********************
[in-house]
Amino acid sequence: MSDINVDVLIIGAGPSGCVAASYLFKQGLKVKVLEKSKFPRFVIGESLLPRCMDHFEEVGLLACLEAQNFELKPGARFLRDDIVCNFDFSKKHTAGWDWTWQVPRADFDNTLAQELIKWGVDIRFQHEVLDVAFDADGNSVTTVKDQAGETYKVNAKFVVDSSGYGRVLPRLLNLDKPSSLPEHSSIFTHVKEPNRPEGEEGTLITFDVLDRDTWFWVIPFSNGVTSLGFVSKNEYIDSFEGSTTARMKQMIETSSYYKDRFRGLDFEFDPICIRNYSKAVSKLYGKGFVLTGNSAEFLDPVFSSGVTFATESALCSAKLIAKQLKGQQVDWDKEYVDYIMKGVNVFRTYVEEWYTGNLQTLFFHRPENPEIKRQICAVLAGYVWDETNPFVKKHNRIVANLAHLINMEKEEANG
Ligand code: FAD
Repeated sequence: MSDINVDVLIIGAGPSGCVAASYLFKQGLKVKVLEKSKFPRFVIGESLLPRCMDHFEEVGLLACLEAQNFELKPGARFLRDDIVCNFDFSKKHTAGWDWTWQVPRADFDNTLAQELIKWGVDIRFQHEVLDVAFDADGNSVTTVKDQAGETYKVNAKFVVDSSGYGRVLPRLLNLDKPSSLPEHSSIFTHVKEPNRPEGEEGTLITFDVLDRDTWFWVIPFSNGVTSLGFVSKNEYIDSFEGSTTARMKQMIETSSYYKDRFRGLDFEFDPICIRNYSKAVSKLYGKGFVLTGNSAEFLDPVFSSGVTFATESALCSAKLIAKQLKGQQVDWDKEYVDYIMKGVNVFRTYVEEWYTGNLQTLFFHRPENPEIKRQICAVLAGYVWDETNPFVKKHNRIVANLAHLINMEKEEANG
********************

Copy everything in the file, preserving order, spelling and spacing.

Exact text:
[in-house]
Amino acid sequence: MSDINVDVLIIGAGPSGCVAASYLFKQGLKVKVLEKSKFPRFVIGESLLPRCMDHFEEVGLLACLEAQNFELKPGARFLRDDIVCNFDFSKKHTAGWDWTWQVPRADFDNTLAQELIKWGVDIRFQHEVLDVAFDADGNSVTTVKDQAGETYKVNAKFVVDSSGYGRVLPRLLNLDKPSSLPEHSSIFTHVKEPNRPEGEEGTLITFDVLDRDTWFWVIPFSNGVTSLGFVSKNEYIDSFEGSTTARMKQMIETSSYYKDRFRGLDFEFDPICIRNYSKAVSKLYGKGFVLTGNSAEFLDPVFSSGVTFATESALCSAKLIAKQLKGQQVDWDKEYVDYIMKGVNVFRTYVEEWYTGNLQTLFFHRPENPEIKRQICAVLAGYVWDETNPFVKKHNRIVANLAHLINMEKEEANG
Ligand code: FAD
Repeated sequence: MSDINVDVLIIGAGPSGCVAASYLFKQGLKVKVLEKSKFPRFVIGESLLPRCMDHFEEVGLLACLEAQNFELKPGARFLRDDIVCNFDFSKKHTAGWDWTWQVPRADFDNTLAQELIKWGVDIRFQHEVLDVAFDADGNSVTTVKDQAGETYKVNAKFVVDSSGYGRVLPRLLNLDKPSSLPEHSSIFTHVKEPNRPEGEEGTLITFDVLDRDTWFWVIPFSNGVTSLGFVSKNEYIDSFEGSTTARMKQMIETSSYYKDRFRGLDFEFDPICIRNYSKAVSKLYGKGFVLTGNSAEFLDPVFSSGVTFATESALCSAKLIAKQLKGQQVDWDKEYVDYIMKGVNVFRTYVEEWYTGNLQTLFFHRPENPEIKRQICAVLAGYVWDETNPFVKKHNRIVANLAHLINMEKEEANG